This explanation has been met with reasonable skepticism for a number of reasons. For one, the organization has faced increasing pressure from antiabortion activists to cut all ties to Planned Parenthood. For two, Karen Handel, the Foundation’s senior vice president for public policy, is antiabortion. During her failed 2010 gubernatorial campaign, she publicly stated, “I do not support the mission of Planned Parenthood.” That’s not to mention, as sociologist Gayle Sulik, author of “Pink Ribbon Blues,” told me, “If Komen held its corporate partners to that standard, we’d see a lot fewer pink-ribboned products on the market.”
Regardless of whether the Komen Foundation pulled grants “because they caved to anti-choice pressure or because of the political leanings of their VP,” says activist Jessica Valenti, founder of Feministing.com, “the result is the same — women’s health and lives are going to suffer as a result.” That’s especially true for low-income women who are most dependent on Planned Parenthood’s services.
No matter how much anti-choicers wish otherwise, it’s not feasible to create an approach to women’s health that separates good girl concerns from bad girl concerns. For instance, many women land in gynocologist’s offices seeking contraceptive services and cervical-cancer screenings, and doctors use that opportunity to teach the art of breast self-exam. As noted in my previous post on the Santorums’ pregnancy troubles, even the world of the hated abortion provider and the much-vaunted obstetrician can’t be so easily separated, as the latter is often called upon to have knowledge of pregnancy termination in case of a medical emergency.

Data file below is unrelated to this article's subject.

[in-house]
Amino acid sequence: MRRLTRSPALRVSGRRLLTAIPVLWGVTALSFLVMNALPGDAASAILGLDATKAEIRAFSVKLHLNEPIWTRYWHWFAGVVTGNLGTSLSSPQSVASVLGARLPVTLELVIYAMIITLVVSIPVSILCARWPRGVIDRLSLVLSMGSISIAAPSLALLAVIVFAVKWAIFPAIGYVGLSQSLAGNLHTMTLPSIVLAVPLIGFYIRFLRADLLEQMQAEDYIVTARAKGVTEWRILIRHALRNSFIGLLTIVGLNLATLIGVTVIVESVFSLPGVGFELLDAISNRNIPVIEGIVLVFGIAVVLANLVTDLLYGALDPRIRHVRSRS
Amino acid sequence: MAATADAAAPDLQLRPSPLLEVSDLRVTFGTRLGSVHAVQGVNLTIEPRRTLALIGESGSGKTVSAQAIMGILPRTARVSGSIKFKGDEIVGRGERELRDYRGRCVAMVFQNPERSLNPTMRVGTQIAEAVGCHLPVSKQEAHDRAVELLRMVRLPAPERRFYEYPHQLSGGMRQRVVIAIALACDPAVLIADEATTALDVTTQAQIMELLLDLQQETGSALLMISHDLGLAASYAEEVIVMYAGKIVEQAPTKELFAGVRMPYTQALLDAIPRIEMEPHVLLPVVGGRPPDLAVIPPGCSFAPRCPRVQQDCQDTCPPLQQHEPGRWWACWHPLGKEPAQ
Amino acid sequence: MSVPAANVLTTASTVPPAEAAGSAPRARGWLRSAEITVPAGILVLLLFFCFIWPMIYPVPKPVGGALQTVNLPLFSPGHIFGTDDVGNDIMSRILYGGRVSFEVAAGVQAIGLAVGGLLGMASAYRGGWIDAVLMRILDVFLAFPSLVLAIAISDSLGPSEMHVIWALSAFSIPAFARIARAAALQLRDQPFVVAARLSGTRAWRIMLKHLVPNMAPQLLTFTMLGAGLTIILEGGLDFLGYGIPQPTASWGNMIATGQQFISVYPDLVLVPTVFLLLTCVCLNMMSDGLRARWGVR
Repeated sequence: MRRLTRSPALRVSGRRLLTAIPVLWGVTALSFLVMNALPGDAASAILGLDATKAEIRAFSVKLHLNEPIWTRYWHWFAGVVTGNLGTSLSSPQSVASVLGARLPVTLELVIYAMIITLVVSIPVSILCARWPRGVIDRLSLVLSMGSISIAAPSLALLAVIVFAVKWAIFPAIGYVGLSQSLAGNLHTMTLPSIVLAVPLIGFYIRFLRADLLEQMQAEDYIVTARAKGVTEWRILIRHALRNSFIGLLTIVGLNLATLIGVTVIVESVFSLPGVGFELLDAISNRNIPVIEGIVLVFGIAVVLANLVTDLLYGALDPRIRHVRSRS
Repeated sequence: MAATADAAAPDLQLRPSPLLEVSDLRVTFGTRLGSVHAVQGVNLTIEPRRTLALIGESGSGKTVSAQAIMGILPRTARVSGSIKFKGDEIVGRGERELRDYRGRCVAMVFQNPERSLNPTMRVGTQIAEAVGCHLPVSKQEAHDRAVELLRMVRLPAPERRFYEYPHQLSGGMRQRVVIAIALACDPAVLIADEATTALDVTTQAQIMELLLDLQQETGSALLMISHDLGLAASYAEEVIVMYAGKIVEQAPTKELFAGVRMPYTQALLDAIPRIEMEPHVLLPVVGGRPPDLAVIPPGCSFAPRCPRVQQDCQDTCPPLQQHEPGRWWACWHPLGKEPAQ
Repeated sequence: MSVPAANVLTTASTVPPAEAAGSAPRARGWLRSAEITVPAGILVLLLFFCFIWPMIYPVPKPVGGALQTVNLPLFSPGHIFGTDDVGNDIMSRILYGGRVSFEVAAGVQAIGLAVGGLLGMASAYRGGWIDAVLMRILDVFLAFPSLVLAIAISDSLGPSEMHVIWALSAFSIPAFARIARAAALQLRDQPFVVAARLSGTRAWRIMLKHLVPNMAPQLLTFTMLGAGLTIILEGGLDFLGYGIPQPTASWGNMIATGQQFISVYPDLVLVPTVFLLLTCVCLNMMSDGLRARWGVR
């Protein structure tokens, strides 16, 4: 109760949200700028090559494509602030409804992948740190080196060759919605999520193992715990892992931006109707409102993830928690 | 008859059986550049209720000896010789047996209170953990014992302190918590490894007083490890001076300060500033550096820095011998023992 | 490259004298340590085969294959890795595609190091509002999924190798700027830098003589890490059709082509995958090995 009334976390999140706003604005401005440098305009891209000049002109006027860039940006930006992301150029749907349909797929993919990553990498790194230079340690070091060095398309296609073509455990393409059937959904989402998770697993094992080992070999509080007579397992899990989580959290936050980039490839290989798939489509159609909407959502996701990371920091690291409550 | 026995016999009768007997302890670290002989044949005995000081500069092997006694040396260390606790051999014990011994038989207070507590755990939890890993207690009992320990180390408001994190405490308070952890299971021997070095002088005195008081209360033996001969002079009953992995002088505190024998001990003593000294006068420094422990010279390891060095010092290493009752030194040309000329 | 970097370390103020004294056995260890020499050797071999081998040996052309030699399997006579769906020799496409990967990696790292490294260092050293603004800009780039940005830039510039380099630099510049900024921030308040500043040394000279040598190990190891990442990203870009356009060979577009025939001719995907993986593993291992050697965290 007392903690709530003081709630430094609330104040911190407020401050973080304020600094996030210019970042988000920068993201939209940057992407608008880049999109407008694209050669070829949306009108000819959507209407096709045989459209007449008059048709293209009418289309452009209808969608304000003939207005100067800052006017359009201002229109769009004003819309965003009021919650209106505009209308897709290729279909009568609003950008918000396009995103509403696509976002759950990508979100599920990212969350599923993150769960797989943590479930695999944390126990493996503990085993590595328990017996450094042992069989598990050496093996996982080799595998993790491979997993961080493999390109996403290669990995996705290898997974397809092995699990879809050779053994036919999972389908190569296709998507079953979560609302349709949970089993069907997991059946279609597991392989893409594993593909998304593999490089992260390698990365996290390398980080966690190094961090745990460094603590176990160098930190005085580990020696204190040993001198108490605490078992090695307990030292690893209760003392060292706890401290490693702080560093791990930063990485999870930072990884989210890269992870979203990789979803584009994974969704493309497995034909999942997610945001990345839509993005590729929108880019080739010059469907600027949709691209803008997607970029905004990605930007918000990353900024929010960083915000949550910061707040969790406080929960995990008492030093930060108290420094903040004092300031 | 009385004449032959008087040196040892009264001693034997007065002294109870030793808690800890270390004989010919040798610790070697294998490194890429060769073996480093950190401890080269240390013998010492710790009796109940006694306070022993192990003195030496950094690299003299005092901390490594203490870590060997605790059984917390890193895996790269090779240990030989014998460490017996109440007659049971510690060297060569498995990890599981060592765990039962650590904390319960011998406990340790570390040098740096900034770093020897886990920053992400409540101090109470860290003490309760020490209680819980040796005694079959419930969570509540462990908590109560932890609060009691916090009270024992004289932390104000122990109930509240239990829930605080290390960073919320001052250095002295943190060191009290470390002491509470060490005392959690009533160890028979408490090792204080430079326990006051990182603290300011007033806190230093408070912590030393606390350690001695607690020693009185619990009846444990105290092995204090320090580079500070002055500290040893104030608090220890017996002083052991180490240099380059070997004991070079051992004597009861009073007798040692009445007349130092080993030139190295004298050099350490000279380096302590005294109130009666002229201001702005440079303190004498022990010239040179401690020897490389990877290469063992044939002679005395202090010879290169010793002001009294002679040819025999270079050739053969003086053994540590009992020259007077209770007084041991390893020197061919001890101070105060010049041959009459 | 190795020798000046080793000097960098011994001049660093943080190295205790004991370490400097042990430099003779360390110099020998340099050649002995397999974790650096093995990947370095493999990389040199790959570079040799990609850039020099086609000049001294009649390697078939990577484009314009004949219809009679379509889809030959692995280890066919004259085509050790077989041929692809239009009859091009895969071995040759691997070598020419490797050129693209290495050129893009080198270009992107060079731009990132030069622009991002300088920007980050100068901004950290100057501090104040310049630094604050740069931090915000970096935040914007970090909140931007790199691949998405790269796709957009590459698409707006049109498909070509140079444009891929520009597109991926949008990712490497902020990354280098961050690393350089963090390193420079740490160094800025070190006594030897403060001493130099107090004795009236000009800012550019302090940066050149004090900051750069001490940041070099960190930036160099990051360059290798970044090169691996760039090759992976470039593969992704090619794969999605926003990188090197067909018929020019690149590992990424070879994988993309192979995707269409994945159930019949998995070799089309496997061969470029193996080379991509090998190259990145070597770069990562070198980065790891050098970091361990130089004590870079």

In the end, the grant money is less important than the symbolism of Komen buying into the conservative myth of good-girl health care vs. bad-girl health care. In reality, women’s health care can only work if it’s comprehensive health care. Komen has already been under serious scrutiny by those who argue that the organization cares more about shoring up their image than making real progress in the fight for women’s health, and with this move today, they proved their critics right.
As noted in comments, http://www.charitynavigator.org/ can help you find alternatives if you’d prefer that your charitable contributions not go to an organization that believes in gender subordination, and I also agree that donations to your local clinics are a good idea. (As, of course, in a donation to your local Planned Parenthood; in the name of the Komen Foundation even better.) More good suggestions here.